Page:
Volume 10, Issue 7
‘What the hell am I listening to?’
The was my initial reaction when I heard the first thirty seconds of Frank Ocean’s long-awaited sophomore studio album, Blonde.
‘I’ve been waiting four years to hear this, and now I’m listening to a chipmunk…’
The pitch-shifted opener Nikes, which sees Ocean brood about the materialistic trappings of the modern world, was an ambitious way to start off an album that had so much to live up to.
And, unfortunately, that ambition fell short of the mark. I can get around artistic experimentation as much as the next person (808s & Heartbreak fanboy here), but listening to a wailing chipmunk for more than three minutes doesn’t do it for me.
‘You’ve trolled us enough, Frank. Give me something here!’ was my next thought.
Thankfully, he delivered.
Atmospheric, emotive and stripped-back are the words that spring to mind when I listen to this album. And while it doesn’t have the same punch as Channel Orange or even Nostalgia, Ultra, there is still a lot to like about Ocean’s latest offering to the musical world.
Ivy is where the album picks up, with Ocean letting his full range of vocals out to play over a simple yet elegant guitar riff.
Things only get better from there as we are taken down a mellow yet for the most part engaging road, with the superstar guest list epitomising what Blonde is all about. The likes of Kendrick Lamar and Beyoncé grace the album but in the faintest of ways, their features melding into the background of tracks; tracks that aren’t about fanfare or instant thrills, like the album itself.
The only time the project leaps out to grab the listener is when Andre 3000 jumps in just past the halfway point with Solo (Reprise). His hectic flow and cutting lyrics are a real highlight, and are yet another example of his prowess on the microphone.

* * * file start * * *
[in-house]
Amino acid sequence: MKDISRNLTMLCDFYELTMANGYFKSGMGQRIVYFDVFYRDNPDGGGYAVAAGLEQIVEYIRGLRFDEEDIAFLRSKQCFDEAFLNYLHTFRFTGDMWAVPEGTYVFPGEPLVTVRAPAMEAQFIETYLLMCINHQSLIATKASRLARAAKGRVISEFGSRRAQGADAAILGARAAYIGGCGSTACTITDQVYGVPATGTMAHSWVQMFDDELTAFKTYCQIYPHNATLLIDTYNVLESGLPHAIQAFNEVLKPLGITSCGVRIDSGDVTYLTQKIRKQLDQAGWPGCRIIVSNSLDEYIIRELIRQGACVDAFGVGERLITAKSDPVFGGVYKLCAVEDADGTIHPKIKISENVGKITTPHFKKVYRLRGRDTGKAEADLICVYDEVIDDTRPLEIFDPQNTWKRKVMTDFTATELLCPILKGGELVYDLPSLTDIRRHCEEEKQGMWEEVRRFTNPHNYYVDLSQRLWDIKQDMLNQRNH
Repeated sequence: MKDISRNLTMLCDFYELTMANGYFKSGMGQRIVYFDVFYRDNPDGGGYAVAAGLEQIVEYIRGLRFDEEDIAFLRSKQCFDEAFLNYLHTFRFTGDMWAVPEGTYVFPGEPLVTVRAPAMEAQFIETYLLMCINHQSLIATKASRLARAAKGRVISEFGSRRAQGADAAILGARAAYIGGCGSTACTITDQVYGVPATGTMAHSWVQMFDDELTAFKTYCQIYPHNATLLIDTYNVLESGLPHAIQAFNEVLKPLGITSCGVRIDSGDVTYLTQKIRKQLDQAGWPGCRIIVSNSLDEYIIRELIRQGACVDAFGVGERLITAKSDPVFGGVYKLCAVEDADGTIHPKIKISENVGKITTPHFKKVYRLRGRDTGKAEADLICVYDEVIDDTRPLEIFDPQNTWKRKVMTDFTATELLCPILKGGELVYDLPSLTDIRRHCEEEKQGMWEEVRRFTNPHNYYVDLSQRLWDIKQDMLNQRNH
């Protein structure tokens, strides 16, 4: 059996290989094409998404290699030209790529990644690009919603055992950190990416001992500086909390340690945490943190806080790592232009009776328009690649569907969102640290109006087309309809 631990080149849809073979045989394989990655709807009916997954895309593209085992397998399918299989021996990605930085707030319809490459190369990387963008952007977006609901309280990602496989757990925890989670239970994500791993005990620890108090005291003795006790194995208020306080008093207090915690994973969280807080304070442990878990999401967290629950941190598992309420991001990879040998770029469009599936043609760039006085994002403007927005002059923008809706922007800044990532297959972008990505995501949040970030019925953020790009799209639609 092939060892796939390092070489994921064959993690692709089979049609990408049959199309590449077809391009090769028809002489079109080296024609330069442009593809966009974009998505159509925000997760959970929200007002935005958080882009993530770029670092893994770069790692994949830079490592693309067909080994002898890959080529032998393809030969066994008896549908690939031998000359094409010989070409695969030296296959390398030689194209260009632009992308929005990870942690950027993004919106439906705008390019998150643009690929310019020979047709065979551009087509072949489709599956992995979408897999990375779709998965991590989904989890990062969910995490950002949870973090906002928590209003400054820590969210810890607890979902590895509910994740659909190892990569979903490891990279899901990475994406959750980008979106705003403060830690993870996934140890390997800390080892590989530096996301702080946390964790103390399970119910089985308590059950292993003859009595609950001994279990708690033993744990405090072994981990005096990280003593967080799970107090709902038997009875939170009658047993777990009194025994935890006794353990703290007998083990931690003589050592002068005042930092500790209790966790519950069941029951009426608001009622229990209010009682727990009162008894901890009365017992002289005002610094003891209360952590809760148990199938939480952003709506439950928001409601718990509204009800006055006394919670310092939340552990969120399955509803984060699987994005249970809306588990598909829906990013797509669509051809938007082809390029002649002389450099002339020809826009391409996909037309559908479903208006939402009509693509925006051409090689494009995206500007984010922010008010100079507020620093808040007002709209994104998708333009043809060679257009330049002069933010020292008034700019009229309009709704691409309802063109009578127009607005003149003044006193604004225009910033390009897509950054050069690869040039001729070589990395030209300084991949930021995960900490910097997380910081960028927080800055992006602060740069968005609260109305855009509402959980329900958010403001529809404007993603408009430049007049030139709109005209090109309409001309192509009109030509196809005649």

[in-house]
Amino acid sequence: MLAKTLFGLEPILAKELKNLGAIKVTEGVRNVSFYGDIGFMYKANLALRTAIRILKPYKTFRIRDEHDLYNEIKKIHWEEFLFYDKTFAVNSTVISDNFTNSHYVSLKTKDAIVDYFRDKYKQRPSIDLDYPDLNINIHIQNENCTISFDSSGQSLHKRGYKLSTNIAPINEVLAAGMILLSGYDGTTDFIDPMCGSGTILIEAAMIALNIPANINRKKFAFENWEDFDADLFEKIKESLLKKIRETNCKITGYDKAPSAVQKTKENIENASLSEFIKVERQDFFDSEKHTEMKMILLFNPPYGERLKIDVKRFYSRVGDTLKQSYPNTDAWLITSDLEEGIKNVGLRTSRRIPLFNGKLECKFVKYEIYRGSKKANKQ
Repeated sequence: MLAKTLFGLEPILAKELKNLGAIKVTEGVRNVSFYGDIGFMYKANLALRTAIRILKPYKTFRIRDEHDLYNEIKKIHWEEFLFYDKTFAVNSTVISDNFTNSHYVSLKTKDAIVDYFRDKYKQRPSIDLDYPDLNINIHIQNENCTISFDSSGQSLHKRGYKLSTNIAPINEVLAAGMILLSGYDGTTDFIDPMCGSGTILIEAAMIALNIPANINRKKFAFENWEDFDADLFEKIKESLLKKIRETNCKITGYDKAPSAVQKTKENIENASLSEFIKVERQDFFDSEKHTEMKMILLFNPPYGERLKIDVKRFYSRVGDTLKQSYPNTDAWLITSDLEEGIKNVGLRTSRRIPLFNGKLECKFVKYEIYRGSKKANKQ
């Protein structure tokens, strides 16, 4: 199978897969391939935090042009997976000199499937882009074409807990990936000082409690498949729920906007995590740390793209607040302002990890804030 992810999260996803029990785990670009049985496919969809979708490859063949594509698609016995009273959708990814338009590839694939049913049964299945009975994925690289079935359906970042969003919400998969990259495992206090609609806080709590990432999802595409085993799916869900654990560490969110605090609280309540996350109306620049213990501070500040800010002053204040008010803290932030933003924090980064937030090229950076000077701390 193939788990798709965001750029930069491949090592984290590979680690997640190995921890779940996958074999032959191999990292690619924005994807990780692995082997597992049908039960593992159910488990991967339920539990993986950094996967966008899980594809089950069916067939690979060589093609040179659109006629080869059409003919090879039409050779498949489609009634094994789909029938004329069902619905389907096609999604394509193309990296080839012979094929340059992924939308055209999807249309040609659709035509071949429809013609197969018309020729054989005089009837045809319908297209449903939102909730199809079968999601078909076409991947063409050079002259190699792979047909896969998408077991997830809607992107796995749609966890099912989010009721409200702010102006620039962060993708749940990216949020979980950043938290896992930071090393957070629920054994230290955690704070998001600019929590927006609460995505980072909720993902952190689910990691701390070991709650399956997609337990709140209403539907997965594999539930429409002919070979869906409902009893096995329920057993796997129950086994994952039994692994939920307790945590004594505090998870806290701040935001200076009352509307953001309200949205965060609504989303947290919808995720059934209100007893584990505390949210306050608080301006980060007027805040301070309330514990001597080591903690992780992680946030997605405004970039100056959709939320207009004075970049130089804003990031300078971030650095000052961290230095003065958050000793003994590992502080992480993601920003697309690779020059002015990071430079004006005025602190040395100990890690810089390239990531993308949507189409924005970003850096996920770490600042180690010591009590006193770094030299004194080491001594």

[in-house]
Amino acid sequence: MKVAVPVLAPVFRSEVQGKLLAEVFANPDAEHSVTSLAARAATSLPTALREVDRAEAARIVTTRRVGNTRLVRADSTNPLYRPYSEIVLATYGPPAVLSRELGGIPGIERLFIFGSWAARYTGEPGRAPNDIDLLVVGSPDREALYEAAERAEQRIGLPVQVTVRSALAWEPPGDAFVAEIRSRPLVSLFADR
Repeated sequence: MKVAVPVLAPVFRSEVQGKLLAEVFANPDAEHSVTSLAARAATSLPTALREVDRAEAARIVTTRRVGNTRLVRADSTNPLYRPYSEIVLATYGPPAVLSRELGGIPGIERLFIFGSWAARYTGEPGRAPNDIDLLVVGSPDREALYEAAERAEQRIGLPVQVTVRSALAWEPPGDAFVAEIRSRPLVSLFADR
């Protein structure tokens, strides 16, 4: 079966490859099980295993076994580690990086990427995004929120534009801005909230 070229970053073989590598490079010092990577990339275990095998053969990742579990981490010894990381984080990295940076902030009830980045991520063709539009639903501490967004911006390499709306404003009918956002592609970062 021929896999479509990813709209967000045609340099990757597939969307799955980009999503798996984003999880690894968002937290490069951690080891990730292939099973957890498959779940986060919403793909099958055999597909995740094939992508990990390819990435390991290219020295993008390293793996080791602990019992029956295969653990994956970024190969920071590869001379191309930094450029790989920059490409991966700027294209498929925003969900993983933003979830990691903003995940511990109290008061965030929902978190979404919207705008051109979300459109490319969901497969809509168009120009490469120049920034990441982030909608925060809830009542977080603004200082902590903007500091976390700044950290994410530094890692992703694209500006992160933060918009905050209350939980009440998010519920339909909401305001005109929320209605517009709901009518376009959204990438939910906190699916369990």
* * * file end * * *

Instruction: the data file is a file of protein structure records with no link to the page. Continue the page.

The album as a whole is full of beautifully constructed instrumentals and poignant lyrics. Coupled with this is, of course, Ocean’s fantastic voice. The ease with which he changes octaves is something to be celebrated, and his falsetto has somehow gotten even better since his last album.
The artistic subtleties that we’ve come to expect from Ocean are another positive to take away, and they add even more intricacy to what is an already thought-provoking project.
Blonde is centred around duality. The spelling of ‘Blond’ on the cover even though the actual title is ‘Blonde’, the majestic beat switch at the exact halfway point of the album during the track Nights and the fact Ocean released this album alongside the visual project Endless all point to this. They are representative of Ocean’s own duality as a bisexual and his masculinity and femininity, with ‘blond’ considered the masculine form and ‘blonde’ the feminine form.
While admittedly the album can be too relaxed and drawn out at times, these intricacies, together with Ocean’s powerful lyrics, ensure it is stimulating enough to hold the listener’s attention.
Blonde is an extremely cohesive, elegant and pleasant project, and while it doesn’t have the same lustre or grandiose of Channel Orange, it is definitely worth checking out.
Favourite tracks: Ivy, Pink + White, Solo, Nights, Solo (Reprise), Futura Free
Pat Sexton is a second year JD student
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